In the case of National, there is the sure fire certainty that a new National led Government will have a strong economic focus. Just as we would expect Labour to focus more on social issues and the Greens on the environment, we should know to expect by now that National will have an economic focus whether we like it or not.

One catch is recognizing that an M.M.P. environment requires compromise. In an M.M.P. environment you need allies in Parliament. These are parties that will become potential coalition partners. As such National is unlikely to want to dispense of A.C.T. and therefore there will always be an element of outright denialism in any government that forms. The only way to get rid of it would be to persuade Epsom voters that A.C.T. is a liability.

The same environment that stops fringe parties hijacking the discourse is the same one that is discouraging, with the aid of a lingering “Think Big” hangover, really visionary policy making. New Zealand has shown a real adversity since the late 1980’s to introducing really forward looking policy and the matching steps to make it happen. We need visionary policy with those matching steps if we are going to tackle the environmental monster being unleashed.

This is not to say I support National. I do not. But National is not as far on board with climate policy as people would like to think and this is showing in the announcements being made by its leader Simon Bridges. It is showing in the rhetoric coming from some Members of Parliament like Matt King who believes that the whole thing is a green conspiracy. Farmers who make substantial contributions to the economy through dairy, meat and wool product are largely National supporters. National is not going to come on board without some concessions regarding economic growth, which I believe would probably include slowing down the timetable for phasing out emissions. There will be concessions on transport and/or farming and/or industrial emissions.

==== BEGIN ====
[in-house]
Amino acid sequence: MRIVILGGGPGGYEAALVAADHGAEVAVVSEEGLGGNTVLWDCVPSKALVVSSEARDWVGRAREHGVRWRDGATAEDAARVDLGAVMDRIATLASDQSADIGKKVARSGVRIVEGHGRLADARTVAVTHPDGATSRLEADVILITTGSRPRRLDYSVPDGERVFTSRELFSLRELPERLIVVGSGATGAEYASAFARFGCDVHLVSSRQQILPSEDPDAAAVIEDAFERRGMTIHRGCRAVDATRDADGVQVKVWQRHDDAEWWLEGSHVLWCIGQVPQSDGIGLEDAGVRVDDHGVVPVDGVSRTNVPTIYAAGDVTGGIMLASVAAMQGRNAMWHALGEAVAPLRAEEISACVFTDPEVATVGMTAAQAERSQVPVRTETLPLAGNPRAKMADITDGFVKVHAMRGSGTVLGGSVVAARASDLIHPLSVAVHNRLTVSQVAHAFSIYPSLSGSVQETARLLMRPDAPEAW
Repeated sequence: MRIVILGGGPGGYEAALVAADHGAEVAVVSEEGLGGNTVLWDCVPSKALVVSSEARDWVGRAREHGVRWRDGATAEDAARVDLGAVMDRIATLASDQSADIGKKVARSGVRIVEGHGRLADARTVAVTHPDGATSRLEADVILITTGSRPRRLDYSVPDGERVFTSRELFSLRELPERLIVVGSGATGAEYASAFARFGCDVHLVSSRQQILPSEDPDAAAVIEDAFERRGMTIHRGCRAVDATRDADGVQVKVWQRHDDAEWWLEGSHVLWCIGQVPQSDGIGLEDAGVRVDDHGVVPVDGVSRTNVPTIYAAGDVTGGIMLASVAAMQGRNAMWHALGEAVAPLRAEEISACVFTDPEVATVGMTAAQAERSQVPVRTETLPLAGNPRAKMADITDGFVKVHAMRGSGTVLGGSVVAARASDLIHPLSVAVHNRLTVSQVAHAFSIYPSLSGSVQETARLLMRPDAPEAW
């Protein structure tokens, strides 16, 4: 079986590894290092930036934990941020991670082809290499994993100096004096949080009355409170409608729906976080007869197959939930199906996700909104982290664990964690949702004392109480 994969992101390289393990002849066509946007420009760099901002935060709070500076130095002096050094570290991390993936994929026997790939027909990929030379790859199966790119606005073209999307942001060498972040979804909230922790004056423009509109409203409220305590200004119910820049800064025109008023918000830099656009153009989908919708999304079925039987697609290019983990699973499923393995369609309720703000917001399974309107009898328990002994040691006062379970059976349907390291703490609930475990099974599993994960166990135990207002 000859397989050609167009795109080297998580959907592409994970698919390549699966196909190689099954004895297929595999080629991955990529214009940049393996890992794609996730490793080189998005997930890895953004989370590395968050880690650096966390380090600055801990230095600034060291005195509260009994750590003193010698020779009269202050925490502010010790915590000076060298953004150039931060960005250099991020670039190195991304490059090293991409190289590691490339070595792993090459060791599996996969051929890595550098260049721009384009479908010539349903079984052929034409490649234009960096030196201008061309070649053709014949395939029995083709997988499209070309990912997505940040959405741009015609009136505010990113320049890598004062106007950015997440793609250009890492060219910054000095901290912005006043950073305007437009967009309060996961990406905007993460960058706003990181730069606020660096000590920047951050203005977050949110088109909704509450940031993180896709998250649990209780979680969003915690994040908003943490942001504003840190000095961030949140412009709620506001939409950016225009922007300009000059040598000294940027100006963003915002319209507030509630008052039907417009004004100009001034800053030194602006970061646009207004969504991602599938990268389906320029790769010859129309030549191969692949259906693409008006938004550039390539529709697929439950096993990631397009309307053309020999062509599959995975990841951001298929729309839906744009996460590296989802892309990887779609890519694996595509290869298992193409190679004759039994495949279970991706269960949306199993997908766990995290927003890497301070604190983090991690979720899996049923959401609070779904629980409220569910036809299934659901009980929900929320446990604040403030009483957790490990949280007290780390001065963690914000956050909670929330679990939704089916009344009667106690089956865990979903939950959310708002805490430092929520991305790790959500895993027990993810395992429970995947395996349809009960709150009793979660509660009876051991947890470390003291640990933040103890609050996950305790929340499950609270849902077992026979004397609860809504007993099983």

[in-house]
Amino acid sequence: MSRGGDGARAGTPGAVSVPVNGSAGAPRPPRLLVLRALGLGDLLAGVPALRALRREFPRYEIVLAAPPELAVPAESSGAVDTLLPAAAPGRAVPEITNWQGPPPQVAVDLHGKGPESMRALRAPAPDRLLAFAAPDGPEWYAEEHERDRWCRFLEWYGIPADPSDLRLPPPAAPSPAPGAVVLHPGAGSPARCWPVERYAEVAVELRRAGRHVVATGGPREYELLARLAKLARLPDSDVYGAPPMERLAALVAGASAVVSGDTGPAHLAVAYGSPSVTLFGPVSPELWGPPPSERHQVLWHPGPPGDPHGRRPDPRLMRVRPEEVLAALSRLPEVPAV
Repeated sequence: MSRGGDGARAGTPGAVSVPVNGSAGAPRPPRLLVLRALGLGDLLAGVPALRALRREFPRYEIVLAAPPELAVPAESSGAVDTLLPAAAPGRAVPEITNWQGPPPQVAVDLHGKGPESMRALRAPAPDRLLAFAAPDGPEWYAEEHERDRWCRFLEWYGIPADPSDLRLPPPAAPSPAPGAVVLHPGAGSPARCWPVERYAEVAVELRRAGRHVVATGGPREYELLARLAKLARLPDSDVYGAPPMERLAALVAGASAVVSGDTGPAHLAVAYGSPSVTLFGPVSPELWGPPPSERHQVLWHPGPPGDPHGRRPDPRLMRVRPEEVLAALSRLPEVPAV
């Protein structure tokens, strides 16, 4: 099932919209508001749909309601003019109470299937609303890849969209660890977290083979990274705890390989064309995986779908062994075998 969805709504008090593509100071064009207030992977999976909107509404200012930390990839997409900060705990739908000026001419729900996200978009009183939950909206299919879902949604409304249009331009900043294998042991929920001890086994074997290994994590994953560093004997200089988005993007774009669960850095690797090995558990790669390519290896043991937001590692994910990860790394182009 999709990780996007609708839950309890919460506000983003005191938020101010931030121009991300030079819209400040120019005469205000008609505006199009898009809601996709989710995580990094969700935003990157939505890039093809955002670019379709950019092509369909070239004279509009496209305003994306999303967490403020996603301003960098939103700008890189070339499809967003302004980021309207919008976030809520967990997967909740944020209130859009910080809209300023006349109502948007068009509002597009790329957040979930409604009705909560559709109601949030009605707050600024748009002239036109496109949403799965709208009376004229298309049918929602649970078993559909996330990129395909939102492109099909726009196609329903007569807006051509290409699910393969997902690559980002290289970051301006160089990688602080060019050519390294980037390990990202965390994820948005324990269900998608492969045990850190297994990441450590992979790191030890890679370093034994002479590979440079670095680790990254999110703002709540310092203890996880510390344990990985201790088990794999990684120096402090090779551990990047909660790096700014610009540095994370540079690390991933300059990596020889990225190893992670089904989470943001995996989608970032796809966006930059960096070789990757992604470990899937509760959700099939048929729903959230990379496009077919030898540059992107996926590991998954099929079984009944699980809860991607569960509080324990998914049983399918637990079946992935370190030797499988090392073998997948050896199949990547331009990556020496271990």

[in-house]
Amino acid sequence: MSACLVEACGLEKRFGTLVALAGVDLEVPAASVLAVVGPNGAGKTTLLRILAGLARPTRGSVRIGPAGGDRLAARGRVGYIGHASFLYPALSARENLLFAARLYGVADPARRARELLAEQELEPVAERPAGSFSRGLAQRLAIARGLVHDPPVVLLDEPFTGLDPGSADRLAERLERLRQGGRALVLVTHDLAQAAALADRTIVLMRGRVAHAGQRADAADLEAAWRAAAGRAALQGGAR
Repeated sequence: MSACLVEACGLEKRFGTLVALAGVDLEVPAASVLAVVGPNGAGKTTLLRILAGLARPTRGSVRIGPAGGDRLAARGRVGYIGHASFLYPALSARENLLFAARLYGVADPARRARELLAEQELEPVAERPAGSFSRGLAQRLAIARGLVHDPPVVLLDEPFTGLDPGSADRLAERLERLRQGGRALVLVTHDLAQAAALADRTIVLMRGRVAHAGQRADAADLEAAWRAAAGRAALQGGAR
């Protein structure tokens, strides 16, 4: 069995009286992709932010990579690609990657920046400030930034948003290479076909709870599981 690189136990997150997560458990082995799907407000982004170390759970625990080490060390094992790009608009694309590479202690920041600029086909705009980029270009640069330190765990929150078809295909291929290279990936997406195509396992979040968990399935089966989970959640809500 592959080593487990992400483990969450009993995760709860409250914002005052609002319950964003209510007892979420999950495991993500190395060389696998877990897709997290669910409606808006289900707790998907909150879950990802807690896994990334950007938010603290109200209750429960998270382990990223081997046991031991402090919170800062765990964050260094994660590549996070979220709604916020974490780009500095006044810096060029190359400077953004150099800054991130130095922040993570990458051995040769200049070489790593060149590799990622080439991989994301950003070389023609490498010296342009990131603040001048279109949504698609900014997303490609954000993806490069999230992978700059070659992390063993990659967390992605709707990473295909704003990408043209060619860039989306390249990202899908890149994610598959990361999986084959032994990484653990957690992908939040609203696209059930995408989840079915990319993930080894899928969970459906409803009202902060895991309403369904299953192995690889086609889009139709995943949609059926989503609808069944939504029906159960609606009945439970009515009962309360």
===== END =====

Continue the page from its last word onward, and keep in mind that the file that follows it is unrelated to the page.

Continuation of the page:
But this is not to say that all is lost and that we should give up now. We should not – I have long said that even if one is not entirely convinced about climate change, there are enough other environmental problems being caused by the huge resource consumption that we need to act now.

There are areas though that we can invest in which might help to persuade National Party voters to consider putting before their M.P.’s:

  1. Hybrid vehicles have a future – rather than ban petrol vehicles outright and possibly provoke a resurgence of the far right in New Zealand politics, lets phase out anything over say 15 years old
  2. Introduce a common standard of biofuel for vehicles – the investment and research that would be needed would be a potentially substantial job creation exercise in its own right
  3. Help the building industry explore things like hemp crete, which absorbs carbon
  4. Help airlines such as Air New Zealand research biofuel development – Air New Zealand has already started, but it might need a helping hand
  5. Allow businesses that put solar panels on their buildings to keep any savings in power tax free
  6. Put bulk goods on rail – milk from dairy plants, petroleum and so forth

For New Zealand to address climate change successfully we need National on board. Without National on board, New Zealand’s efforts at addressing climate change will fail.

National swings to the right